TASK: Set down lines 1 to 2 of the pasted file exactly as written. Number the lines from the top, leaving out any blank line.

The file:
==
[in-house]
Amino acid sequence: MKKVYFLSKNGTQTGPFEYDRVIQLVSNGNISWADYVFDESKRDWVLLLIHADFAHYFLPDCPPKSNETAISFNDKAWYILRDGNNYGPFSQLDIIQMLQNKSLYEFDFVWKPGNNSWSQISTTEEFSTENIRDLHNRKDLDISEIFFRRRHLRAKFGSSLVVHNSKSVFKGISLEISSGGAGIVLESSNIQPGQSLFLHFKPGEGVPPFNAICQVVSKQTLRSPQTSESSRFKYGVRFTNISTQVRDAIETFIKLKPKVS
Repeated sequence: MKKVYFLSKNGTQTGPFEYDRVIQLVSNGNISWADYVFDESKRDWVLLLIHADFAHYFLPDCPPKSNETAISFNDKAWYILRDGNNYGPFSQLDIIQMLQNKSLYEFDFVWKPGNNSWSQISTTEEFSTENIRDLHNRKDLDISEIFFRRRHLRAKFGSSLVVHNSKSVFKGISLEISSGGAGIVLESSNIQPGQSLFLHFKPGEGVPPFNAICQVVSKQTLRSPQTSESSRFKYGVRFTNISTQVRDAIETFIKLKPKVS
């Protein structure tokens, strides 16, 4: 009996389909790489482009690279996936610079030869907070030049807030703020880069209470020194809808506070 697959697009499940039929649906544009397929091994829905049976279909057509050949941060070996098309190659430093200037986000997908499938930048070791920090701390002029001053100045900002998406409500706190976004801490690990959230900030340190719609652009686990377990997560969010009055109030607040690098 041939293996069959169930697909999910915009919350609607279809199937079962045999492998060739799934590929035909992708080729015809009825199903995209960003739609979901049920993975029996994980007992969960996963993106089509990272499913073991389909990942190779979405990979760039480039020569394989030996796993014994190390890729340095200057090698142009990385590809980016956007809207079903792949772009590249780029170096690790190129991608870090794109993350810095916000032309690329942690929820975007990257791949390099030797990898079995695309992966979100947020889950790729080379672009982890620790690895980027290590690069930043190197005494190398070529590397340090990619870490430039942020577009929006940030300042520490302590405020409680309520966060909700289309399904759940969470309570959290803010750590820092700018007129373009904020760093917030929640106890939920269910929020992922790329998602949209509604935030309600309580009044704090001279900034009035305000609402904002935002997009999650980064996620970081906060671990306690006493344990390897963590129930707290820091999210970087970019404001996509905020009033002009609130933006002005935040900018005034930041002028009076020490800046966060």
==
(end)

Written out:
[in-house]
Amino acid sequence: MKKVYFLSKNGTQTGPFEYDRVIQLVSNGNISWADYVFDESKRDWVLLLIHADFAHYFLPDCPPKSNETAISFNDKAWYILRDGNNYGPFSQLDIIQMLQNKSLYEFDFVWKPGNNSWSQISTTEEFSTENIRDLHNRKDLDISEIFFRRRHLRAKFGSSLVVHNSKSVFKGISLEISSGGAGIVLESSNIQPGQSLFLHFKPGEGVPPFNAICQVVSKQTLRSPQTSESSRFKYGVRFTNISTQVRDAIETFIKLKPKVS